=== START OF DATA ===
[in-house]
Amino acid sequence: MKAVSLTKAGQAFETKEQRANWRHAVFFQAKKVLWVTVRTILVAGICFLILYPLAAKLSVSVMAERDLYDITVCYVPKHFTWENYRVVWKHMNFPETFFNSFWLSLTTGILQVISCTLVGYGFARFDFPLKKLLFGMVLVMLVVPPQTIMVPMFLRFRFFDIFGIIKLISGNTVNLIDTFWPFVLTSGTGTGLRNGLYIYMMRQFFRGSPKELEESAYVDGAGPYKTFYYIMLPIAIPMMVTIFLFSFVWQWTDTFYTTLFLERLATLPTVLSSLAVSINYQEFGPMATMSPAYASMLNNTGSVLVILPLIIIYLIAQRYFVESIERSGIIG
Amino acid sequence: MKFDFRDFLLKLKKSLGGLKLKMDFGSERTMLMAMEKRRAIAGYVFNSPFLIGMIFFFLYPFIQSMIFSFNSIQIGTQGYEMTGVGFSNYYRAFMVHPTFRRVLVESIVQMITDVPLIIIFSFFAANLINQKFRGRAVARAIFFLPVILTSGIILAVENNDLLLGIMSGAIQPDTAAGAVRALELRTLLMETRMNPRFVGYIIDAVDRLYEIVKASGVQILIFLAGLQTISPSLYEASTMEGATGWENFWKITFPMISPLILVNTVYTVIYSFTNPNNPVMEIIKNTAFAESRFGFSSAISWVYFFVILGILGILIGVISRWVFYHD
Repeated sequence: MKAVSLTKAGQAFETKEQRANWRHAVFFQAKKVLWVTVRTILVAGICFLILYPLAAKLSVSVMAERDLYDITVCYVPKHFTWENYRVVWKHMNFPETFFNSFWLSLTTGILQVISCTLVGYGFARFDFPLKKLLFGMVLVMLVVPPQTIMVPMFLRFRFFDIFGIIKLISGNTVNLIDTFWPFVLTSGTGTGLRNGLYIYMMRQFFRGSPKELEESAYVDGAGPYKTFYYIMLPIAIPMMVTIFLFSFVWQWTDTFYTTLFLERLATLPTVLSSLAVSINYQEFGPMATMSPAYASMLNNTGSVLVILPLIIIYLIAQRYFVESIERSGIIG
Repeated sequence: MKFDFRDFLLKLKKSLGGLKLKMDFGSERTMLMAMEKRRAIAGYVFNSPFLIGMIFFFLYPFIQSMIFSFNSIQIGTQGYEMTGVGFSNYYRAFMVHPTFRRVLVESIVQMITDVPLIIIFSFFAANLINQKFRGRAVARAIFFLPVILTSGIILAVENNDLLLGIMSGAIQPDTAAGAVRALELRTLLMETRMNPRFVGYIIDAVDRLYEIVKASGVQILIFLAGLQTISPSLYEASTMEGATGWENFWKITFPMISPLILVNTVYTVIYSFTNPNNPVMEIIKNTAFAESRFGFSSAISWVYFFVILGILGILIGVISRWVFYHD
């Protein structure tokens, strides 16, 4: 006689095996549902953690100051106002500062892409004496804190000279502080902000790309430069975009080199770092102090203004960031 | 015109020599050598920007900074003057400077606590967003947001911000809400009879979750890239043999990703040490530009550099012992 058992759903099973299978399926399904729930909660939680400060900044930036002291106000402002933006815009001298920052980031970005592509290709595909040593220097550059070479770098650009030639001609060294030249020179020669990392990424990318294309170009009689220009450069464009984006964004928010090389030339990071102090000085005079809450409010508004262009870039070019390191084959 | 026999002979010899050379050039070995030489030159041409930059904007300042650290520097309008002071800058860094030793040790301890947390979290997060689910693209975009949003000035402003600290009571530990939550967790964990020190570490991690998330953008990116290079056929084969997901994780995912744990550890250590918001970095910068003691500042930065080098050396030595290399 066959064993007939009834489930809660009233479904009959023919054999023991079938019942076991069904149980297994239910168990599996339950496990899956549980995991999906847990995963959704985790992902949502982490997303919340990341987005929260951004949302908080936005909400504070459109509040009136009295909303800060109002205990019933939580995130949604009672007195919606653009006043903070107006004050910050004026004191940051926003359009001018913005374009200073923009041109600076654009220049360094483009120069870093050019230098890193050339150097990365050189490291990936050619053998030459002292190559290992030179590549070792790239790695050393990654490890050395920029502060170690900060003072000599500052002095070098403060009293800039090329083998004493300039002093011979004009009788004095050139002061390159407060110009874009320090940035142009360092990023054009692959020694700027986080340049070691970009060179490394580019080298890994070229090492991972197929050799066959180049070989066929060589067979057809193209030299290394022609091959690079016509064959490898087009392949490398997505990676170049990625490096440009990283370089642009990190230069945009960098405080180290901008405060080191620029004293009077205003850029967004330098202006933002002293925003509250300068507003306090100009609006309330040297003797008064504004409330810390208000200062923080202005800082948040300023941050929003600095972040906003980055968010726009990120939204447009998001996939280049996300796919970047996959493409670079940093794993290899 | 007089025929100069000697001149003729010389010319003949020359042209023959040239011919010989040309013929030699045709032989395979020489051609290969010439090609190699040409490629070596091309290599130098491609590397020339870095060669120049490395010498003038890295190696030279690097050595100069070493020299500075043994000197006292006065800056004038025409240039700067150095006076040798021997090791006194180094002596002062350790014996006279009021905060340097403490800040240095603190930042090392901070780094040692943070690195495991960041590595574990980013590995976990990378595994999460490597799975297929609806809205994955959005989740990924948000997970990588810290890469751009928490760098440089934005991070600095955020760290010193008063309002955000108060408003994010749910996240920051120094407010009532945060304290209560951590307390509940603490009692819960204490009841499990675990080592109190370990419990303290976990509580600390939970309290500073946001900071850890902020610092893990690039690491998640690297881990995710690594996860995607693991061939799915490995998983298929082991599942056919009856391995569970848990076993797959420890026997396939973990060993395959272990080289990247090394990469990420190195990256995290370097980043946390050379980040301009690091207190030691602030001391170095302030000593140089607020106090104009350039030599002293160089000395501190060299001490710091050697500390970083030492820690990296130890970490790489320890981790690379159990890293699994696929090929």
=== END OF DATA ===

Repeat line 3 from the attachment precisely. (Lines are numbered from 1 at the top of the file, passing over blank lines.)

Amino acid sequence: MKFDFRDFLLKLKKSLGGLKLKMDFGSERTMLMAMEKRRAIAGYVFNSPFLIGMIFFFLYPFIQSMIFSFNSIQIGTQGYEMTGVGFSNYYRAFMVHPTFRRVLVESIVQMITDVPLIIIFSFFAANLINQKFRGRAVARAIFFLPVILTSGIILAVENNDLLLGIMSGAIQPDTAAGAVRALELRTLLMETRMNPRFVGYIIDAVDRLYEIVKASGVQILIFLAGLQTISPSLYEASTMEGATGWENFWKITFPMISPLILVNTVYTVIYSFTNPNNPVMEIIKNTAFAESRFGFSSAISWVYFFVILGILGILIGVISRWVFYHD